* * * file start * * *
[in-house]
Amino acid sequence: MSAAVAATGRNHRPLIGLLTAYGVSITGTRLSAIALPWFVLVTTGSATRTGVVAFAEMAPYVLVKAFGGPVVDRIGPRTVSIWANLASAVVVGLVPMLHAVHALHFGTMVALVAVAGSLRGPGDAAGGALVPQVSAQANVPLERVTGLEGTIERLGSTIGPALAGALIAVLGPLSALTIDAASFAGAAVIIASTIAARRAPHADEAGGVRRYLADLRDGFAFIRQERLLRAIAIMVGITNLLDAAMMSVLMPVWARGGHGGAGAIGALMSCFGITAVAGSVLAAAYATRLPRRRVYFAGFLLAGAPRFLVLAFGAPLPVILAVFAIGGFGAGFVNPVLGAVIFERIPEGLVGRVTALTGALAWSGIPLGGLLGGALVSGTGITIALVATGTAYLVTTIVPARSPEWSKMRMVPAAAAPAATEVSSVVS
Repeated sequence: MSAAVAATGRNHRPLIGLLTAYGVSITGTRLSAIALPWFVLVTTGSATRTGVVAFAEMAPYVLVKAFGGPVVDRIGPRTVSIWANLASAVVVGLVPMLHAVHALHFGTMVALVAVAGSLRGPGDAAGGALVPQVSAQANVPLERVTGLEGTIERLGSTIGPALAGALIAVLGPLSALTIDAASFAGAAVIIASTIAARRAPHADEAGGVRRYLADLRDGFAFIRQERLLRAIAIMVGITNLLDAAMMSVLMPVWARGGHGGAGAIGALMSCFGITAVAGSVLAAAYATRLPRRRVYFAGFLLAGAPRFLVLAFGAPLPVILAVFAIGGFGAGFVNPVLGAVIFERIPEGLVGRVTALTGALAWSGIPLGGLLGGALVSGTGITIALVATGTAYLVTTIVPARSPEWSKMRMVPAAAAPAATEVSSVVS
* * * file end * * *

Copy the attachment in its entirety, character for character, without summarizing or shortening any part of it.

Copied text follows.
[in-house]
Amino acid sequence: MSAAVAATGRNHRPLIGLLTAYGVSITGTRLSAIALPWFVLVTTGSATRTGVVAFAEMAPYVLVKAFGGPVVDRIGPRTVSIWANLASAVVVGLVPMLHAVHALHFGTMVALVAVAGSLRGPGDAAGGALVPQVSAQANVPLERVTGLEGTIERLGSTIGPALAGALIAVLGPLSALTIDAASFAGAAVIIASTIAARRAPHADEAGGVRRYLADLRDGFAFIRQERLLRAIAIMVGITNLLDAAMMSVLMPVWARGGHGGAGAIGALMSCFGITAVAGSVLAAAYATRLPRRRVYFAGFLLAGAPRFLVLAFGAPLPVILAVFAIGGFGAGFVNPVLGAVIFERIPEGLVGRVTALTGALAWSGIPLGGLLGGALVSGTGITIALVATGTAYLVTTIVPARSPEWSKMRMVPAAAAPAATEVSSVVS
Repeated sequence: MSAAVAATGRNHRPLIGLLTAYGVSITGTRLSAIALPWFVLVTTGSATRTGVVAFAEMAPYVLVKAFGGPVVDRIGPRTVSIWANLASAVVVGLVPMLHAVHALHFGTMVALVAVAGSLRGPGDAAGGALVPQVSAQANVPLERVTGLEGTIERLGSTIGPALAGALIAVLGPLSALTIDAASFAGAAVIIASTIAARRAPHADEAGGVRRYLADLRDGFAFIRQERLLRAIAIMVGITNLLDAAMMSVLMPVWARGGHGGAGAIGALMSCFGITAVAGSVLAAAYATRLPRRRVYFAGFLLAGAPRFLVLAFGAPLPVILAVFAIGGFGAGFVNPVLGAVIFERIPEGLVGRVTALTGALAWSGIPLGGLLGGALVSGTGITIALVATGTAYLVTTIVPARSPEWSKMRMVPAAAAPAATEVSSVVS